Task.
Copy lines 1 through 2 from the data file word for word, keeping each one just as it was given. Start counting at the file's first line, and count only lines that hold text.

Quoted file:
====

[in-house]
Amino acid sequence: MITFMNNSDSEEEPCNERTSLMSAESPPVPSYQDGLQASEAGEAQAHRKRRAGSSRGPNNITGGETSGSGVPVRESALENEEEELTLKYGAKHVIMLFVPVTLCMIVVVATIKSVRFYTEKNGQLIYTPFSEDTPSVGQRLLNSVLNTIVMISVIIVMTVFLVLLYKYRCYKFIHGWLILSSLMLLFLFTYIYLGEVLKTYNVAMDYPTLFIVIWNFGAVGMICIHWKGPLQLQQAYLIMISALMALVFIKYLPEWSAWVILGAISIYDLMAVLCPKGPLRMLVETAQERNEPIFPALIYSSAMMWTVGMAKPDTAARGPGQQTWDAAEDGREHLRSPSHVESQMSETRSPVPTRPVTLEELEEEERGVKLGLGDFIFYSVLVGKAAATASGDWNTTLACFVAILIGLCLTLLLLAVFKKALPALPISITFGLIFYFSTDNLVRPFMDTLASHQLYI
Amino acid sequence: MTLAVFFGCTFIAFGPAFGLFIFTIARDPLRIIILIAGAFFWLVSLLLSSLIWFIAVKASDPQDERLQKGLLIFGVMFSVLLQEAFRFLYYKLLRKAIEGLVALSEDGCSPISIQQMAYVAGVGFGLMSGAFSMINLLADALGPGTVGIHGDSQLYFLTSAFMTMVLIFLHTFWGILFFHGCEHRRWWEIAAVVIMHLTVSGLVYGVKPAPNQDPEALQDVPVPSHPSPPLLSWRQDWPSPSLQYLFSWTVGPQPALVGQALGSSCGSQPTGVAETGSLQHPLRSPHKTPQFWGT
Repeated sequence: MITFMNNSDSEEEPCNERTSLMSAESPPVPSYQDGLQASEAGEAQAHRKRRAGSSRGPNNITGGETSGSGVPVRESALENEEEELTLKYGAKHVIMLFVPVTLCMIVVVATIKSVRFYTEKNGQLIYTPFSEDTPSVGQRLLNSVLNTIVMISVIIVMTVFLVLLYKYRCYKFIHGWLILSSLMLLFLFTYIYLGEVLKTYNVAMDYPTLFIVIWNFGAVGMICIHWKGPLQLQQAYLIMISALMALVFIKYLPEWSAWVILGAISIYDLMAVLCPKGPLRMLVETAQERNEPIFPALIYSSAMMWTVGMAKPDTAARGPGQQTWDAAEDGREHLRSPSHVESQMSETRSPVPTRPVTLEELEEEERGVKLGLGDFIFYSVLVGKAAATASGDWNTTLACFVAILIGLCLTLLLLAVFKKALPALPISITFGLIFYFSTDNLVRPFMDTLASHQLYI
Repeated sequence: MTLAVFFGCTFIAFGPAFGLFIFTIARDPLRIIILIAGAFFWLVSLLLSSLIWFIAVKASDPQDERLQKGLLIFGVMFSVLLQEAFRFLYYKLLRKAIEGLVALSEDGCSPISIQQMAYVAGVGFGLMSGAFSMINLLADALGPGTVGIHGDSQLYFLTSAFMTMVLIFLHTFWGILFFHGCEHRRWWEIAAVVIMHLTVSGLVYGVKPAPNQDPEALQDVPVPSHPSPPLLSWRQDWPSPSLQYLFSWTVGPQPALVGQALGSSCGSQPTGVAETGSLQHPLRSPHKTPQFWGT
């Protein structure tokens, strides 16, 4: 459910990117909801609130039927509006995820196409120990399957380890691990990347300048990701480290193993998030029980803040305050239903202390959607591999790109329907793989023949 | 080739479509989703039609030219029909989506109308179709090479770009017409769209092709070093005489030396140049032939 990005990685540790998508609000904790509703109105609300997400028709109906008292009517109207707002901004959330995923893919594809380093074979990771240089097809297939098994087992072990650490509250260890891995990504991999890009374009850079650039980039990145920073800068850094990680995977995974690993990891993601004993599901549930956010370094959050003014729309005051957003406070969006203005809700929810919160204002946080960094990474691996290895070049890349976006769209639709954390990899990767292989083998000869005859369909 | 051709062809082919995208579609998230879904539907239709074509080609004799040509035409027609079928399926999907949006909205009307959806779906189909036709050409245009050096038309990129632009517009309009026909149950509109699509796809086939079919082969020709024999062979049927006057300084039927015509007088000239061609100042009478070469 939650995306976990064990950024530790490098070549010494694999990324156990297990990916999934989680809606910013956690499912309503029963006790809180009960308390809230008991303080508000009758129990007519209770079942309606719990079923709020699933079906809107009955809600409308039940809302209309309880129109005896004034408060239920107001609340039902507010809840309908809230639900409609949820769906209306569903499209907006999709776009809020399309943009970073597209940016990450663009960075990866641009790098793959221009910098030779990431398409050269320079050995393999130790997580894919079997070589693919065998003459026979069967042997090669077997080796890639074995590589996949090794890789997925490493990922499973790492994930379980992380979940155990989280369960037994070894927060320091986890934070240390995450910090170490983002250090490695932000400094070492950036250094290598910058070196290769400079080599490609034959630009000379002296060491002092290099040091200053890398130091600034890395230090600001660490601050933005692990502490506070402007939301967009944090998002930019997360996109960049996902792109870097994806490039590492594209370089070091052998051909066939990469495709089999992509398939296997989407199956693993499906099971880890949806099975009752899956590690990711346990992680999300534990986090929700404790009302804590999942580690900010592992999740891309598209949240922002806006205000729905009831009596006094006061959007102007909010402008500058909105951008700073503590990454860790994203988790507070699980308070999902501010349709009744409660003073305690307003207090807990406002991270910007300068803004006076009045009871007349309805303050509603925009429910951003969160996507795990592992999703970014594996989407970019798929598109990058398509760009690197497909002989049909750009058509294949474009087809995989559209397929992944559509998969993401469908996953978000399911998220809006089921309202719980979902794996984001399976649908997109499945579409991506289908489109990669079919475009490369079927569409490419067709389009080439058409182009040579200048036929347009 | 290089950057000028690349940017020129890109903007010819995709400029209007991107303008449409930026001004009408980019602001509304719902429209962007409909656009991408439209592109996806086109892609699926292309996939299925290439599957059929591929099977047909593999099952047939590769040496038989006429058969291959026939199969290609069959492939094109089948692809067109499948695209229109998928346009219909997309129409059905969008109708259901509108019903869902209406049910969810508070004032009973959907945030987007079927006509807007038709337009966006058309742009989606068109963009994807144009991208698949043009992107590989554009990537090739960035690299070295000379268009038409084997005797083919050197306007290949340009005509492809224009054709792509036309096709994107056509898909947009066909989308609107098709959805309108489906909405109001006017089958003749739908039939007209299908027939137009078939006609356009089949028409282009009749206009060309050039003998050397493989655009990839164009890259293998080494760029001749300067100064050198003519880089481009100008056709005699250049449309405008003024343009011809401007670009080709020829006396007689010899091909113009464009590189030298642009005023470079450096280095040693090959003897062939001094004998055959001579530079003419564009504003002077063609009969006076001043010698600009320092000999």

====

[in-house]
Amino acid sequence: MITFMNNSDSEEEPCNERTSLMSAESPPVPSYQDGLQASEAGEAQAHRKRRAGSSRGPNNITGGETSGSGVPVRESALENEEEELTLKYGAKHVIMLFVPVTLCMIVVVATIKSVRFYTEKNGQLIYTPFSEDTPSVGQRLLNSVLNTIVMISVIIVMTVFLVLLYKYRCYKFIHGWLILSSLMLLFLFTYIYLGEVLKTYNVAMDYPTLFIVIWNFGAVGMICIHWKGPLQLQQAYLIMISALMALVFIKYLPEWSAWVILGAISIYDLMAVLCPKGPLRMLVETAQERNEPIFPALIYSSAMMWTVGMAKPDTAARGPGQQTWDAAEDGREHLRSPSHVESQMSETRSPVPTRPVTLEELEEEERGVKLGLGDFIFYSVLVGKAAATASGDWNTTLACFVAILIGLCLTLLLLAVFKKALPALPISITFGLIFYFSTDNLVRPFMDTLASHQLYI